Presentation on theme: "Chapter 7 Requirements Engineering"— Presentation transcript:
1 Chapter 7 Requirements Engineering Problems with requirements practicesRequirements engineering tasksInceptionElicitationElaborationNegotiationSpecificationValidationRequirements management(Source: Pressman, R. Software Engineering: A Practitioner’s Approach. McGraw-Hill, 2005)
2 The Problems with our Requirements Practices We have trouble understanding the requirements that we do acquire from the customerWe often record requirements in a disorganized mannerWe spend far too little time verifying what we do recordWe allow change to control us, rather than establishing mechanisms to control changeMost importantly, we fail to establish a solid foundation for the system or software that the user wants built(more on next slide)
3 The Problems with our Requirements Practices (continued) Many software developers argue thatBuilding software is so compelling that we want to jump right in (before having a clear understanding of what is needed)Things will become clear as we build the softwareProject stakeholders will be able to better understand what they need only after examining early iterations of the softwareThings change so rapidly that requirements engineering is a waste of timeThe bottom line is producing a working program and that all else is secondaryAll of these arguments contain some truth, especially for small projects that take less than one month to completeHowever, as software grows in size and complexity, these arguments begin to break down and can lead to a failed software project
4 A Solution: Requirements Engineering Begins during the communication activity and continues into the modeling activityBuilds a bridge from the system requirements into software design and constructionAllows the requirements engineer to examinethe context of the software work to be performedthe specific needs that design and construction must addressthe priorities that guide the order in which work is to be completedthe information, function, and behavior that will have a profound impact on the resultant design
5 Requirements Engineering Tasks Seven distinct tasksInceptionElicitationElaborationNegotiationSpecificationValidationRequirements ManagementSome of these tasks may occur in parallel and all are adapted to the needs of the projectAll strive to define what the customer wantsAll serve to establish a solid foundation for the design and construction of the software
6 Example Project: Campus Information Access Kiosk Both podium-high and desk-high terminals located throughout the campus in all classroom buildings, admin buildings, labs, and dormitoriesHand/Palm-login and logout (seamlessly)Voice inputOptional audio/visual or just visual outputImmediate access to all campus information plusCell phone voice messaging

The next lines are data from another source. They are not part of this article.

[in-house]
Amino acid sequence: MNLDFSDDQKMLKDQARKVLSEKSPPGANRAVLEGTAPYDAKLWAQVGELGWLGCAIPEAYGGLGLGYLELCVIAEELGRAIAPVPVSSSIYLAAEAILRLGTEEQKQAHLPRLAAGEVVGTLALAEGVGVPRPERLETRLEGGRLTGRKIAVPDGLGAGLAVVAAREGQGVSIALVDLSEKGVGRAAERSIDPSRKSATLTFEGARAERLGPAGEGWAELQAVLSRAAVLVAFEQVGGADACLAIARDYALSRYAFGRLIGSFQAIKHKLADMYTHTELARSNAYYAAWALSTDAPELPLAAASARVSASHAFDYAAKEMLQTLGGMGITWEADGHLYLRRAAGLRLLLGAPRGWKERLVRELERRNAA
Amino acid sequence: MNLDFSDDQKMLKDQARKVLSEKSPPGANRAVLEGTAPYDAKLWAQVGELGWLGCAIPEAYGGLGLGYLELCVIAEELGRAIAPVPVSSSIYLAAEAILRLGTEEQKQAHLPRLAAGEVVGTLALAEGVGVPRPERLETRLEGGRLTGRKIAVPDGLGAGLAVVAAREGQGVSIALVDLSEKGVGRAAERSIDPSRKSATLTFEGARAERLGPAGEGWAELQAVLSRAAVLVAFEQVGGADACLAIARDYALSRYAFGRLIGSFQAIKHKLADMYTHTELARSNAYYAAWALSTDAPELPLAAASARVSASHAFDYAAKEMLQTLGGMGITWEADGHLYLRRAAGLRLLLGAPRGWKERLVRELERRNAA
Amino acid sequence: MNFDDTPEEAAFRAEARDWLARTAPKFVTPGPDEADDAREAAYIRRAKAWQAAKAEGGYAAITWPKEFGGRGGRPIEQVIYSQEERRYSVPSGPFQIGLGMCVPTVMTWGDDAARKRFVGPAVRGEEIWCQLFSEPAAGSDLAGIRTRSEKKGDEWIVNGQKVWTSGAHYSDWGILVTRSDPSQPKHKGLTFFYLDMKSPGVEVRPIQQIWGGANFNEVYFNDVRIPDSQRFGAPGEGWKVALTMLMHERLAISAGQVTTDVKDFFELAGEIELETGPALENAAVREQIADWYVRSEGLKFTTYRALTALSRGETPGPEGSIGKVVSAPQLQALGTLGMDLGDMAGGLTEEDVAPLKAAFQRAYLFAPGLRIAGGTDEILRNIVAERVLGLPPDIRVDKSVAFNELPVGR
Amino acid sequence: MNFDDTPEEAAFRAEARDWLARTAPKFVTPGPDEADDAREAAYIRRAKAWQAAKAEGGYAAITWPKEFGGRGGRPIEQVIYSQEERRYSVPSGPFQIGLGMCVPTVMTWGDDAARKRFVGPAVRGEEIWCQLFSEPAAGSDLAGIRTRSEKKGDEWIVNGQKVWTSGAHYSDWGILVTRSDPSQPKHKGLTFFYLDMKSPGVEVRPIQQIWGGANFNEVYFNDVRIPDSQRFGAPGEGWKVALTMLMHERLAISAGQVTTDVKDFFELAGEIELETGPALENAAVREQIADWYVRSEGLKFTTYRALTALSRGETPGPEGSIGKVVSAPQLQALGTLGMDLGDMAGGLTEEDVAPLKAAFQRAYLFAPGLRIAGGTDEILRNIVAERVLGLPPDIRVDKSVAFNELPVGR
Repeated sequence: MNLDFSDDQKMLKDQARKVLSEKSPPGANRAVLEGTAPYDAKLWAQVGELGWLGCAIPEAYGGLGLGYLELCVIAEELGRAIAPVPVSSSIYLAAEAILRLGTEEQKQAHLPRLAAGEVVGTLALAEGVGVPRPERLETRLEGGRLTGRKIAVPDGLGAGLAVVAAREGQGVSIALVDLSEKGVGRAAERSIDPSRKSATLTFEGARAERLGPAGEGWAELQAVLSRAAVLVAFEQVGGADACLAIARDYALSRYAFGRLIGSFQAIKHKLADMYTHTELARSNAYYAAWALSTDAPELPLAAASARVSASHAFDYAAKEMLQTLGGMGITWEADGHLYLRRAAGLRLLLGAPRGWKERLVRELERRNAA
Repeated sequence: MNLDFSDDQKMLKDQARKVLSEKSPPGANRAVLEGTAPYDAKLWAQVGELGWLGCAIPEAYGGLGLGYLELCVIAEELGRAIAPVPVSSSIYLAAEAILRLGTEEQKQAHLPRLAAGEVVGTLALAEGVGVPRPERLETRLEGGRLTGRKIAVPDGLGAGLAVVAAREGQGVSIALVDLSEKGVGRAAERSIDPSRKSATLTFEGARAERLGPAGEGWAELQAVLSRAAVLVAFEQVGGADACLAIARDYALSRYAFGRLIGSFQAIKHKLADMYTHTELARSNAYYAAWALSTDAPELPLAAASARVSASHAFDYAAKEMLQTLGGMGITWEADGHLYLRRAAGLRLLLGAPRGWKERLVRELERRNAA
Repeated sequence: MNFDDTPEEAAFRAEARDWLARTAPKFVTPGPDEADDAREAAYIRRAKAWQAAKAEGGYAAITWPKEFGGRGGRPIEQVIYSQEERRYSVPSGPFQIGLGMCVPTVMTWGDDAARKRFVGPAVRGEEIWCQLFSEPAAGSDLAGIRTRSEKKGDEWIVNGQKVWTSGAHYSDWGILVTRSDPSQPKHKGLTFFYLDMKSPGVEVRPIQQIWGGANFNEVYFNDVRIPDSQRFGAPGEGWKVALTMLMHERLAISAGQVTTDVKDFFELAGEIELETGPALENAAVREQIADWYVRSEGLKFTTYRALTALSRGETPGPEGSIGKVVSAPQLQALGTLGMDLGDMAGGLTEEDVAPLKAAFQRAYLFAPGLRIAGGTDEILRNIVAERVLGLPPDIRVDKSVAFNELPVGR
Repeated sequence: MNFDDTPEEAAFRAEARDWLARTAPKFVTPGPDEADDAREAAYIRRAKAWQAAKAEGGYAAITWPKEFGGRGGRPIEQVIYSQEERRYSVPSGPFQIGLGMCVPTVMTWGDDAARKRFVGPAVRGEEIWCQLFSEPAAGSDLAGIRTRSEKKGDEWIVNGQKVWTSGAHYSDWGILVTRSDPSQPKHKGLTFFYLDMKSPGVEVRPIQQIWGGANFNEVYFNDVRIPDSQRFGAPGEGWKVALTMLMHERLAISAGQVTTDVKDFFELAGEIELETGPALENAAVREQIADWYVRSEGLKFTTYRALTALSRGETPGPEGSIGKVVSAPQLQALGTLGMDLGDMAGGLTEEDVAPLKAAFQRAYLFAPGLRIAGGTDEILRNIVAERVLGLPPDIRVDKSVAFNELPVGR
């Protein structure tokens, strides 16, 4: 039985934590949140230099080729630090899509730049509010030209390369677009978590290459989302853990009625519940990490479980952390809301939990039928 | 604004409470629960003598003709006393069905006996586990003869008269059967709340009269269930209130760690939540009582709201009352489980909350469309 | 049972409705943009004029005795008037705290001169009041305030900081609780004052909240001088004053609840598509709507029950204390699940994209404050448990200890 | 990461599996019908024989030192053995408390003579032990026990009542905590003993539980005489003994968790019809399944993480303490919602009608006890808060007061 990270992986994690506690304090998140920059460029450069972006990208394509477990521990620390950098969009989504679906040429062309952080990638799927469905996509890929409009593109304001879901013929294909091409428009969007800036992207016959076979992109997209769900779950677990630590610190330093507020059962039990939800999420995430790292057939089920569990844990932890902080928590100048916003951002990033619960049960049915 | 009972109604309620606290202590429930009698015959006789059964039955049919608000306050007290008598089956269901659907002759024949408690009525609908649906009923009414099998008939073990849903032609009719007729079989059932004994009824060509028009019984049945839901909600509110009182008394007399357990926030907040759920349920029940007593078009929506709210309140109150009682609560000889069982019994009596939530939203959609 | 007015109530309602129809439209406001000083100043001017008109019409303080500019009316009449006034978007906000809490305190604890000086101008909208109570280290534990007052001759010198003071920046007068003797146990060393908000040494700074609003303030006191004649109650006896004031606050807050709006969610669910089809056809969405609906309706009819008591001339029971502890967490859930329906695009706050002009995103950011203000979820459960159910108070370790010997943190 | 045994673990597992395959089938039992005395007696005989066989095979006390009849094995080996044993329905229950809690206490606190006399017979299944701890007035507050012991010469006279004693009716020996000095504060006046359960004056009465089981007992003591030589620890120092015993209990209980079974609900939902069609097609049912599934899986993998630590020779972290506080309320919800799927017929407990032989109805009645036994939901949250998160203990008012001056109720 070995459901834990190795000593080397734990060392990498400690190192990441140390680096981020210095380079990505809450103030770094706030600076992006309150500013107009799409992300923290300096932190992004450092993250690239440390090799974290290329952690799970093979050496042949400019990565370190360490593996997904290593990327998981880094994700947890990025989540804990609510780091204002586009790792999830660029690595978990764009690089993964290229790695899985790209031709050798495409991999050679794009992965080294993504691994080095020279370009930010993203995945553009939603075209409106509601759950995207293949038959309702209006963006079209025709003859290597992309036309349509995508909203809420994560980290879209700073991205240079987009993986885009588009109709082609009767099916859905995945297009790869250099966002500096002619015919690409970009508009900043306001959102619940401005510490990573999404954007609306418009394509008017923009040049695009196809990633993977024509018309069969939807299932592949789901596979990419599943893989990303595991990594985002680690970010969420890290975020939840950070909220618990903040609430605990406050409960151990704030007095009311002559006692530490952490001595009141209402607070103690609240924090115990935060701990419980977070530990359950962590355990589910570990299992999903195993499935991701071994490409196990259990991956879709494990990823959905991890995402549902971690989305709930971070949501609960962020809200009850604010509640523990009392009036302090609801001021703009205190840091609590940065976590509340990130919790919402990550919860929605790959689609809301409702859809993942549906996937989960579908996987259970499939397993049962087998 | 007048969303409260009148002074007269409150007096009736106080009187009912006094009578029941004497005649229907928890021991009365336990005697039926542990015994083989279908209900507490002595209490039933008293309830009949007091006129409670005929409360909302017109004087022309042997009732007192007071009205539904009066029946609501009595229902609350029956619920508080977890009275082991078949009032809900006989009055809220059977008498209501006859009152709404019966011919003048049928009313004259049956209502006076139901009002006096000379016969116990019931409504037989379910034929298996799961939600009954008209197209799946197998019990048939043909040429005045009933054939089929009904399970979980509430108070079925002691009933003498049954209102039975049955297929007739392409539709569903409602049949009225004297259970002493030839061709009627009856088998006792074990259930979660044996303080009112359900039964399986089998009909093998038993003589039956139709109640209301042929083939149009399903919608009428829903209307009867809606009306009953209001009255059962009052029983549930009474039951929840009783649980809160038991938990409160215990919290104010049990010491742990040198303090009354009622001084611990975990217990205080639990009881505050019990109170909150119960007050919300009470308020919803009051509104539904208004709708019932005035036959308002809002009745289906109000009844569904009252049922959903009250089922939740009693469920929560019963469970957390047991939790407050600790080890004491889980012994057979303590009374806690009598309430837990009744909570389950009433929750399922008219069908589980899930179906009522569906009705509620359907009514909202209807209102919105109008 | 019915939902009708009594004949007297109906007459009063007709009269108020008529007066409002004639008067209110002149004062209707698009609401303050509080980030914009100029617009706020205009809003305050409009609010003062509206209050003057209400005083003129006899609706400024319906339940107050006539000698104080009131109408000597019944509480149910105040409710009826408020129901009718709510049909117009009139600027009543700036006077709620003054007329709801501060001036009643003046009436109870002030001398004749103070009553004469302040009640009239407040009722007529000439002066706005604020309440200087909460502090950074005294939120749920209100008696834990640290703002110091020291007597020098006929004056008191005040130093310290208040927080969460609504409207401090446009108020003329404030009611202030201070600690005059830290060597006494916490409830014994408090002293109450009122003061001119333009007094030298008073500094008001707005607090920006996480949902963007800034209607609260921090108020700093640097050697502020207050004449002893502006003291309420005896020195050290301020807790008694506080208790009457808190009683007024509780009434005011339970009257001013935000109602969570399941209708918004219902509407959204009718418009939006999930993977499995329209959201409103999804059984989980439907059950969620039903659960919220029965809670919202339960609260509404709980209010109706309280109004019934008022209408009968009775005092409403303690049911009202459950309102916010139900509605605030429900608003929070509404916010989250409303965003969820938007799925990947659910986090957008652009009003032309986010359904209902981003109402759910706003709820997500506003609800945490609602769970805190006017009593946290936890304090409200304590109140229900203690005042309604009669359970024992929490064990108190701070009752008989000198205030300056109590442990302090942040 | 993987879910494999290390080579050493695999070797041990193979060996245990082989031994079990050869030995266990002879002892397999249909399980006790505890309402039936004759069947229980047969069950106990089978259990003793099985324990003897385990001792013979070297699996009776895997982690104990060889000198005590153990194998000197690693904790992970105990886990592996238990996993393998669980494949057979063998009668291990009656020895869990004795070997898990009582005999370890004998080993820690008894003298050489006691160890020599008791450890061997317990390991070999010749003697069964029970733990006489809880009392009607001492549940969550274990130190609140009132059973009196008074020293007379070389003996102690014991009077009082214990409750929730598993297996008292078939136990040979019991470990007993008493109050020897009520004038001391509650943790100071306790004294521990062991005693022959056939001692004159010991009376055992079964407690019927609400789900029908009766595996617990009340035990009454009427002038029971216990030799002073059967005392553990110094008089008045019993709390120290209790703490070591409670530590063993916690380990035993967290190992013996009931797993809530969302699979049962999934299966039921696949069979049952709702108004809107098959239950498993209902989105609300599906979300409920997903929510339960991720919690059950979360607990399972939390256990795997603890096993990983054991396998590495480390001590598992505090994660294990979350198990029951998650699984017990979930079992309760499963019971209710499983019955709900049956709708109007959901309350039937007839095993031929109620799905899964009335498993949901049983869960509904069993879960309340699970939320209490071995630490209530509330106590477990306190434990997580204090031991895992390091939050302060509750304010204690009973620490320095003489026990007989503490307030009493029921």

8 Inception TaskDuring inception, the requirements engineer asks a set of questions to establish…A basic understanding of the problemThe people who want a solutionThe nature of the solution that is desiredThe effectiveness of preliminary communication and collaboration between the customer and the developerThrough these questions, the requirements engineer needs to…Identify the stakeholdersRecognize multiple viewpointsWork toward collaborationBreak the ice and initiate the communication
9 The First Set of Questions These questions focus on the customer, other stakeholders, the overall goals, and the benefitsWho is behind the request for this work?Who will use the solution?What will be the economic benefit of a successful solution?Is there another source for the solution that you need?
10 The Next Set of Questions These questions enable the requirements engineer to gain a better understanding of the problem and allow the customer to voice his or her perceptions about a solutionHow would you characterize "good" output that would be generated by a successful solution?What problem(s) will this solution address?Can you show me (or describe) the business environment in which the solution will be used?Will special performance issues or constraints affect the way the solution is approached?
11 The Final Set of Questions These questions focus on the effectiveness of the communication activity itselfAre you the right person to answer these questions? Are your answers "official"?Are my questions relevant to the problem that you have?Am I asking too many questions?Can anyone else provide additional information?Should I be asking you anything else?